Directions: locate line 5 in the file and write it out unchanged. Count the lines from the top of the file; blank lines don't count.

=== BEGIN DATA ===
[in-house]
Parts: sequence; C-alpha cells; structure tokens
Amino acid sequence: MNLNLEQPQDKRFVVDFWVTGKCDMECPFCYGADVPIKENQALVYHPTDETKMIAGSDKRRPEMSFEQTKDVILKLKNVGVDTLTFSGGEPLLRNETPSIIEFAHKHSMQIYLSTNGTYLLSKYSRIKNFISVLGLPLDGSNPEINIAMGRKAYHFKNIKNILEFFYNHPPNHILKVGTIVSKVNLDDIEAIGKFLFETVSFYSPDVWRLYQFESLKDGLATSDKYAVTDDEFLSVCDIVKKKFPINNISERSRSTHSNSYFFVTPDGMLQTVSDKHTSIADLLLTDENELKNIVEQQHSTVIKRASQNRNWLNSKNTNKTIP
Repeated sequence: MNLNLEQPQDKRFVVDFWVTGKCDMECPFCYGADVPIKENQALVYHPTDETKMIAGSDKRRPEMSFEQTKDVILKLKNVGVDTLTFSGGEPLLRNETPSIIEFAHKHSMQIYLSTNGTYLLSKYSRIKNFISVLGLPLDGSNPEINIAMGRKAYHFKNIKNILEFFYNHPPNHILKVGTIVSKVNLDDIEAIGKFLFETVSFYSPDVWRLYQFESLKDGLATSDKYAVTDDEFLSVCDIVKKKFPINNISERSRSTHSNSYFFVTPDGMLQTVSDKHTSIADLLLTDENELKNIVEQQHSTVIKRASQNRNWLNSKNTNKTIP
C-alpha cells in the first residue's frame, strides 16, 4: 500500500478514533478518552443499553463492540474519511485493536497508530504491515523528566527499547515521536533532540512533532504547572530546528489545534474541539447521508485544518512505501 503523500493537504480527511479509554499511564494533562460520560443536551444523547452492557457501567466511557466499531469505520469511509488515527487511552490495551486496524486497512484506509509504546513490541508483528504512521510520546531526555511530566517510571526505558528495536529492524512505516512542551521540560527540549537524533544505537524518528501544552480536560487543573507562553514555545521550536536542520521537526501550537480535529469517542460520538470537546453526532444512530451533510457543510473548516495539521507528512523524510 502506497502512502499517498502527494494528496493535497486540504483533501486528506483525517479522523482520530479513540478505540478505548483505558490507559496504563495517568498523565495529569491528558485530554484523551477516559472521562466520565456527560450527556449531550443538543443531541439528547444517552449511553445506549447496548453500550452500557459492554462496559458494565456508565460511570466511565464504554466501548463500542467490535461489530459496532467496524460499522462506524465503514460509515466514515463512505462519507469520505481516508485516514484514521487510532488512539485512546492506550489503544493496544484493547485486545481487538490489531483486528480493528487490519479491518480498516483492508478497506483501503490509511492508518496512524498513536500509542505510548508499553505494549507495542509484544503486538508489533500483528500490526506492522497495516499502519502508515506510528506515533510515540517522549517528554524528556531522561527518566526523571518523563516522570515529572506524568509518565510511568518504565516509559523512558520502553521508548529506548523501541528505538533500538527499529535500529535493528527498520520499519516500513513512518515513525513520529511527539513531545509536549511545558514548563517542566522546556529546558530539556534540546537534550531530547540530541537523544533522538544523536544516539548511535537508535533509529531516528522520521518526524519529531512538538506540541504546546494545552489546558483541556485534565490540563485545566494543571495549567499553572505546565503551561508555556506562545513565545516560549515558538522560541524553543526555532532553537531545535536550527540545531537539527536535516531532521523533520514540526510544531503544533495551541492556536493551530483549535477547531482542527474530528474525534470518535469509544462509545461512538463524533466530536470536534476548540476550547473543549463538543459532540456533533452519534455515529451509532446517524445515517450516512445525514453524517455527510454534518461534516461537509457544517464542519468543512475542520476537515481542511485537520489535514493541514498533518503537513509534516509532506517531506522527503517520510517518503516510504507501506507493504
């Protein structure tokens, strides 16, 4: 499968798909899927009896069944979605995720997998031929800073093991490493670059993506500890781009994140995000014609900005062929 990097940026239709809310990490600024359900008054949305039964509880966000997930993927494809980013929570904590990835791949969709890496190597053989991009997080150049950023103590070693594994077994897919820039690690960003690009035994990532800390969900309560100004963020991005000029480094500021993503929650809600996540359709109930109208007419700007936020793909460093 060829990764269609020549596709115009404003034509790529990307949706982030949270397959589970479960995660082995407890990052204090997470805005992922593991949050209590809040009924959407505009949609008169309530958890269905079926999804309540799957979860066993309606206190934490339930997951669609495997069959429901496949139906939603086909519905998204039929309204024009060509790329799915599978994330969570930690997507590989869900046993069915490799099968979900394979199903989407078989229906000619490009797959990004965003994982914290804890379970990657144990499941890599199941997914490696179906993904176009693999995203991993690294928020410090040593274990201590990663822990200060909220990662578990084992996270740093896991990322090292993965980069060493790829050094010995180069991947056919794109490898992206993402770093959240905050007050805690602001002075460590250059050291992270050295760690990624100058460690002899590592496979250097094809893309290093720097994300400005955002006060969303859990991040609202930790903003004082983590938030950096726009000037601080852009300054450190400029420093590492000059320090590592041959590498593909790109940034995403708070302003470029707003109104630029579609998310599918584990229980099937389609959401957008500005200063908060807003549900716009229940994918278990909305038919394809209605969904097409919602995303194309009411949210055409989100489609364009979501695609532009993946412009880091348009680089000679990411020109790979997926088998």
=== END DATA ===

C-alpha cells in the first residue's frame, strides 16, 4: 500500500478514533478518552443499553463492540474519511485493536497508530504491515523528566527499547515521536533532540512533532504547572530546528489545534474541539447521508485544518512505501 503523500493537504480527511479509554499511564494533562460520560443536551444523547452492557457501567466511557466499531469505520469511509488515527487511552490495551486496524486497512484506509509504546513490541508483528504512521510520546531526555511530566517510571526505558528495536529492524512505516512542551521540560527540549537524533544505537524518528501544552480536560487543573507562553514555545521550536536542520521537526501550537480535529469517542460520538470537546453526532444512530451533510457543510473548516495539521507528512523524510 502506497502512502499517498502527494494528496493535497486540504483533501486528506483525517479522523482520530479513540478505540478505548483505558490507559496504563495517568498523565495529569491528558485530554484523551477516559472521562466520565456527560450527556449531550443538543443531541439528547444517552449511553445506549447496548453500550452500557459492554462496559458494565456508565460511570466511565464504554466501548463500542467490535461489530459496532467496524460499522462506524465503514460509515466514515463512505462519507469520505481516508485516514484514521487510532488512539485512546492506550489503544493496544484493547485486545481487538490489531483486528480493528487490519479491518480498516483492508478497506483501503490509511492508518496512524498513536500509542505510548508499553505494549507495542509484544503486538508489533500483528500490526506492522497495516499502519502508515506510528506515533510515540517522549517528554524528556531522561527518566526523571518523563516522570515529572506524568509518565510511568518504565516509559523512558520502553521508548529506548523501541528505538533500538527499529535500529535493528527498520520499519516500513513512518515513525513520529511527539513531545509536549511545558514548563517542566522546556529546558530539556534540546537534550531530547540530541537523544533522538544523536544516539548511535537508535533509529531516528522520521518526524519529531512538538506540541504546546494545552489546558483541556485534565490540563485545566494543571495549567499553572505546565503551561508555556506562545513565545516560549515558538522560541524553543526555532532553537531545535536550527540545531537539527536535516531532521523533520514540526510544531503544533495551541492556536493551530483549535477547531482542527474530528474525534470518535469509544462509545461512538463524533466530536470536534476548540476550547473543549463538543459532540456533533452519534455515529451509532446517524445515517450516512445525514453524517455527510454534518461534516461537509457544517464542519468543512475542520476537515481542511485537520489535514493541514498533518503537513509534516509532506517531506522527503517520510517518503516510504507501506507493504